One of the greatest breakthroughs in my coaching practise has been the transition from simply working with a coachee to creating a system that works for them.
Traditionally, a coach is hired to establish a productive relationship with one person and help them to improve their ability, attitude and/or skills. The process is very well known: the coach works on self awareness in order to facilitate a change. The coach supports the coachee in finding the best way to solve problems and grow.
I have always felt that something more could be done. For me, the key is not seeing our coaching activity as directed to that one person only, but instead considering that person inside a larger system. In other words, we can include other people in the coaching process specifically to help the process itself.
A coaching programme usually starts with one or more stakeholders giving their view about the coachee’s expected change. By “stakeholders” I mean people that are impacting for some reasons on the coachee’s career. Typically, I involve the direct manager, the HR business partner, the person who sponsored the initiative (frequently the manager’s manager) and/or the HR Director. So yes, one of my programmes can have onboard up to four people as well as the coachee and coach. I organise three meetings with the coachee and stakeholders together, at each of the key moments of the coaching path: kick off (beginning), mid check (middle) and wrap up (end).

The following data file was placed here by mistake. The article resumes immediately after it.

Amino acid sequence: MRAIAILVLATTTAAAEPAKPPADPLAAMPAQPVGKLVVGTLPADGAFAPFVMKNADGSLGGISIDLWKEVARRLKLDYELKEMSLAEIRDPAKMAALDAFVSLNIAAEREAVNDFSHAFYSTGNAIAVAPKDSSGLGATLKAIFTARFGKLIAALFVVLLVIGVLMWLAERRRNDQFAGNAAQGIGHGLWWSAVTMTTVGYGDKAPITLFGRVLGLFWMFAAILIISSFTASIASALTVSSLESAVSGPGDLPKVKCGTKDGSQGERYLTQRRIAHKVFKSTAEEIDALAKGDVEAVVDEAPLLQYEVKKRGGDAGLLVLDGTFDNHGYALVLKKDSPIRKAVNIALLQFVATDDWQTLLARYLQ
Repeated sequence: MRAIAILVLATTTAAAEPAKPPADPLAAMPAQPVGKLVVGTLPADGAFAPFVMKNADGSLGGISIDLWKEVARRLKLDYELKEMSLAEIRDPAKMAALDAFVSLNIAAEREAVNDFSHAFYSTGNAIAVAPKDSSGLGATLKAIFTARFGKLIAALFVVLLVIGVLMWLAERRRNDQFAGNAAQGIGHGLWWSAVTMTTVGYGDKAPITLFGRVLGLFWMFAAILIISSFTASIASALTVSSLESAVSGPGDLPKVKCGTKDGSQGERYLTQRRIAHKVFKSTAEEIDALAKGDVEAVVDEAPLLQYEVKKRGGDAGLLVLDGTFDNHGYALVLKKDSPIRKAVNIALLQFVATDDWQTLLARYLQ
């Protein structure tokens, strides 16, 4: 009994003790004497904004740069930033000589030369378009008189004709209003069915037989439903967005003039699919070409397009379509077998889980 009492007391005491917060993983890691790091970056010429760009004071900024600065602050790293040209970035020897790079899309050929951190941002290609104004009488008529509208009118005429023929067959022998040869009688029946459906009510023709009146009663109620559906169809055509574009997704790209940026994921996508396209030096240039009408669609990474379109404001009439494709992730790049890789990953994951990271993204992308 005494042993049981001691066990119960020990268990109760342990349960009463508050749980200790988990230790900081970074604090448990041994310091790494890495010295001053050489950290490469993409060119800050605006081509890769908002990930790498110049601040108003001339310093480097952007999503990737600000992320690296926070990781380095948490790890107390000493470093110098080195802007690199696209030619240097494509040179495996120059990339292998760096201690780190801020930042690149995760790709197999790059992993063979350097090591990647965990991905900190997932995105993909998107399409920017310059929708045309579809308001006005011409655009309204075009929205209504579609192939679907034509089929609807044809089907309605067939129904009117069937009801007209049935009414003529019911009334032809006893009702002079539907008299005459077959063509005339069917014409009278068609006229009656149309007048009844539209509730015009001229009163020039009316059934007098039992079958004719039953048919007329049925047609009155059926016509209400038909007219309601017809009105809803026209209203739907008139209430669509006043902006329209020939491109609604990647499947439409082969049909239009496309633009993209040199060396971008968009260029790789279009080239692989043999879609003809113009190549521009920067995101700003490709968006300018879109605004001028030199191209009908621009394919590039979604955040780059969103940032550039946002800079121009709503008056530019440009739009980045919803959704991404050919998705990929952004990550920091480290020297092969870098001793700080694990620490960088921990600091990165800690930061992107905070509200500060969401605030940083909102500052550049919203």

Is the presence of the stakeholders enough to increase the value of a coaching programme? Well, no. Without them the programme would have no organisational direction and the risk of failure is really high. However, involving them is not a guarantee of excellence. It’s actually the way stakeholders are involved that makes the difference.
Often, stakeholders assume a passive position. They feel involved in a sort of space “outside” the program and they get called to give their point of view and advice, but they don’t usually feel like they are an active part of it.
I feel I improved both my coaching skills and my results when I started seeing things differently and making stakeholders feel more responsible for the process. Now, I work hard to ensure their engagement during the kick off and make them feeling part of the coachee’s work on personal improvement and success. I’m clear with them: they are not spectators, but actors in the process.
They are not there to just express their opinion and evaluate results but they are a key part of the process and the results. How do I do this? First of all, preparing the ground with individual calls. Secondly, by agreeing that both stakeholders and coach should provide open, useful feedback in order to plan and deliver the coaching work effectively, and committing to do this for the duration of the program. Thirdly, by being open in sharing their perceptions with the coachee about improvement, setbacks and opportunities, while the coaching is still in progress. This means that I’m working with a system rather than with a single person.
I define this process with a term I’m borrowing from biology: coevolution. Coevolution is a process of evolutionary change that occurs between pairs of species or among groups, as they interact with one another and facilitate their evolution. By taking a coevolution approach to coaching programmes, the added value for all the people involved and the benefits for the organisation are huge.